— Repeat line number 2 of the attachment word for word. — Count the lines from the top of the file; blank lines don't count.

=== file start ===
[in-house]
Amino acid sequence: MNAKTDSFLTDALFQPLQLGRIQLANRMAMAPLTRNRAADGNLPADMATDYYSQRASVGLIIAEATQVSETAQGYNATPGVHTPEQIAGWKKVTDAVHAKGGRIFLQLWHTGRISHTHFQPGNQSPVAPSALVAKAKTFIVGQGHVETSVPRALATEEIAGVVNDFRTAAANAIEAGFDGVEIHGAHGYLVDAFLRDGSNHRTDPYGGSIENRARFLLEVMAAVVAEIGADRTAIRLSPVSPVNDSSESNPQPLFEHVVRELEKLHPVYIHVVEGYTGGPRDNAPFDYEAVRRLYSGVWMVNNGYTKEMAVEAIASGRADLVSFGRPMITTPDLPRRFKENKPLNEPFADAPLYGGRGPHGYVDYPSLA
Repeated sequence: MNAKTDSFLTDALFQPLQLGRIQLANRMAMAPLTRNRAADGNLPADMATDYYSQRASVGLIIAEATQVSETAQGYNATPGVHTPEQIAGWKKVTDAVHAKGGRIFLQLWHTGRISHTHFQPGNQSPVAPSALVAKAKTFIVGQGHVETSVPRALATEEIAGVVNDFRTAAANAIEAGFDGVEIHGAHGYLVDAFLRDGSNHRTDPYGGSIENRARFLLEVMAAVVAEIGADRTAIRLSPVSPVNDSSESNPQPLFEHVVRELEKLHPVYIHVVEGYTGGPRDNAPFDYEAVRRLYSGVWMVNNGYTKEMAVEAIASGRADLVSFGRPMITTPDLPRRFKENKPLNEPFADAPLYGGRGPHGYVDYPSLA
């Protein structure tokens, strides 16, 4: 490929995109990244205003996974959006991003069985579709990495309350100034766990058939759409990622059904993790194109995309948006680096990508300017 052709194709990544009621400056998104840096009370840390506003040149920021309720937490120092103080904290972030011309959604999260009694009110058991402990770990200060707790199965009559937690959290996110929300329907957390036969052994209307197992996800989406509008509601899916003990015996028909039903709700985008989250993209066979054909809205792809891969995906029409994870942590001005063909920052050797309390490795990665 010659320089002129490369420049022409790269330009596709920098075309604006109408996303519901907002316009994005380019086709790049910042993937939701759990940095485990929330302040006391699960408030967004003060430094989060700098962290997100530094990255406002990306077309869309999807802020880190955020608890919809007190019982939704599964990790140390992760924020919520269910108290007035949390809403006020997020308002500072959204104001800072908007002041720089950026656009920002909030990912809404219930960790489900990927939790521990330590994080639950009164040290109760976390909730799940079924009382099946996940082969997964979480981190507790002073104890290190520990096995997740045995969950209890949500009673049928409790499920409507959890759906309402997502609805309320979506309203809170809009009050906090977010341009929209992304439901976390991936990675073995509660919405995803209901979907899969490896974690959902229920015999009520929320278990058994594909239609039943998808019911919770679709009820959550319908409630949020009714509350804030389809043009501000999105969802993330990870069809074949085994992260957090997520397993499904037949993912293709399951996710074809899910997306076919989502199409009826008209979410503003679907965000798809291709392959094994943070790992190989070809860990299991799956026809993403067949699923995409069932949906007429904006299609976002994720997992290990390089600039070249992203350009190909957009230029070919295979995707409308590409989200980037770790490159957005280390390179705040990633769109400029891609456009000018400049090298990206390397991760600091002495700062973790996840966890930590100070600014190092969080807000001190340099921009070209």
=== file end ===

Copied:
Amino acid sequence: MNAKTDSFLTDALFQPLQLGRIQLANRMAMAPLTRNRAADGNLPADMATDYYSQRASVGLIIAEATQVSETAQGYNATPGVHTPEQIAGWKKVTDAVHAKGGRIFLQLWHTGRISHTHFQPGNQSPVAPSALVAKAKTFIVGQGHVETSVPRALATEEIAGVVNDFRTAAANAIEAGFDGVEIHGAHGYLVDAFLRDGSNHRTDPYGGSIENRARFLLEVMAAVVAEIGADRTAIRLSPVSPVNDSSESNPQPLFEHVVRELEKLHPVYIHVVEGYTGGPRDNAPFDYEAVRRLYSGVWMVNNGYTKEMAVEAIASGRADLVSFGRPMITTPDLPRRFKENKPLNEPFADAPLYGGRGPHGYVDYPSLA